Friday, October 16, 2009

International Demand for U.S. Debt Remains Steady

Each month, the U.S. Treasury Department issues their Treasury International Capital report, which contains detailed information on international demand for U.S. securities. Normally, the report is not a headline grabber, and may only get a passing reference (if that) by most media outlets. But lately, some investors are paying more attention to this report, since the value of the U.S. dollar has come under increasing scrutiny. Since March 9th, which was the same day that equities bottomed, the dollar has fallen by -15% (on a trade-weighted basis), while the S&P 500 Index has rallied +62%. Since some countries (particularly China and Japan) have purchased very large quantities of U.S. Treasury debt, they aren’t exactly thrilled that their dollar holdings are falling in value, and have been very vocal lately about their desire to create some sort of new, global currency as an alternative to the greenback.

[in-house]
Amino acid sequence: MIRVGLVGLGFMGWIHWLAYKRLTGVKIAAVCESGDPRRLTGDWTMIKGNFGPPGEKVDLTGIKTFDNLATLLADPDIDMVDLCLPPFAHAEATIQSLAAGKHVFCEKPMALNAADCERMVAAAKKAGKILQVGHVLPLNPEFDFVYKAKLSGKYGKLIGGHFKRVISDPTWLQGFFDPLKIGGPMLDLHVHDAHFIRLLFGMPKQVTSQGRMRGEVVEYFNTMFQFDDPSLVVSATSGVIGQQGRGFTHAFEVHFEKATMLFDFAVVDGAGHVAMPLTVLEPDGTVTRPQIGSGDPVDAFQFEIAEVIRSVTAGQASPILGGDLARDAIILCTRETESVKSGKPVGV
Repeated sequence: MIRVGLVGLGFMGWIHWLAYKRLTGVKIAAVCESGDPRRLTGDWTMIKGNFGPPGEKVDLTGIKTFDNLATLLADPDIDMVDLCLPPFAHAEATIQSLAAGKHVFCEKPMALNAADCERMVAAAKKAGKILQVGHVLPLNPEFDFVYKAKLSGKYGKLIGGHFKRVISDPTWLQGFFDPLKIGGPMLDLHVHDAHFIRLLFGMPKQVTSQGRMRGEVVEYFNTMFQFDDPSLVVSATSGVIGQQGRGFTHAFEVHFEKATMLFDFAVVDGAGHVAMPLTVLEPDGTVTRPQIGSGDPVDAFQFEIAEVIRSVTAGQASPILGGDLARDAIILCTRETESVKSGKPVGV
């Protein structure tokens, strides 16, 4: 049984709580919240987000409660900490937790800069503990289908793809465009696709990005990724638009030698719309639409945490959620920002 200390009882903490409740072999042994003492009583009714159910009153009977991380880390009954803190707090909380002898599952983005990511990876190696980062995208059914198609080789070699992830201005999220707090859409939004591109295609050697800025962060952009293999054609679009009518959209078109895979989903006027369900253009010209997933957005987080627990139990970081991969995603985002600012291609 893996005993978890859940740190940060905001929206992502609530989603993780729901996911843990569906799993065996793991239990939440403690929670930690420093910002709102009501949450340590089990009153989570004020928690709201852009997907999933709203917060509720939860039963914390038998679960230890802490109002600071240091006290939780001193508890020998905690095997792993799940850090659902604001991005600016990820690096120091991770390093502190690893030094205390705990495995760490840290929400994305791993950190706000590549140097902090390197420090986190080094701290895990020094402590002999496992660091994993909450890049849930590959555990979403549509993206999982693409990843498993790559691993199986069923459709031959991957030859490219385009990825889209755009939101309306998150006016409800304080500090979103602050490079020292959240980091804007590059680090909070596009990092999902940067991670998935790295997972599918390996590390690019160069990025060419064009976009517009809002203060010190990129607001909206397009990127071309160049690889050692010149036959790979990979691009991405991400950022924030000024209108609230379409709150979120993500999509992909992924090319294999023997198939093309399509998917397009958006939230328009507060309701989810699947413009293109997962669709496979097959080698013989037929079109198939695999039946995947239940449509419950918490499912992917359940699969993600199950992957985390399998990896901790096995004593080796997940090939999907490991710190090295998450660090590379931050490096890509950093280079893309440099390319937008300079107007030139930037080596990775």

But for all the rhetoric, it seems that demand for U.S. debt has remained fairly steady. On a 12-month rolling average basis, foreign entities purchased $337 billion of U.S. Treasury notes and bonds in the year through August. As shown on the chart below, net purchases have held in a range of roughly $200 - $400 billion for the past several years, and foreigners haven’t been net sellers since earlier this decade. Part of the issue is that despite public statements, some countries have such large reserves that they don’t have realistic alternatives to Treasuries right now.

We’ll continue to monitor this data to see if these countries begin to back up their words with actions going forward, which could have very negative implications for the buck. But for now, it seems to be just a lot of posturing.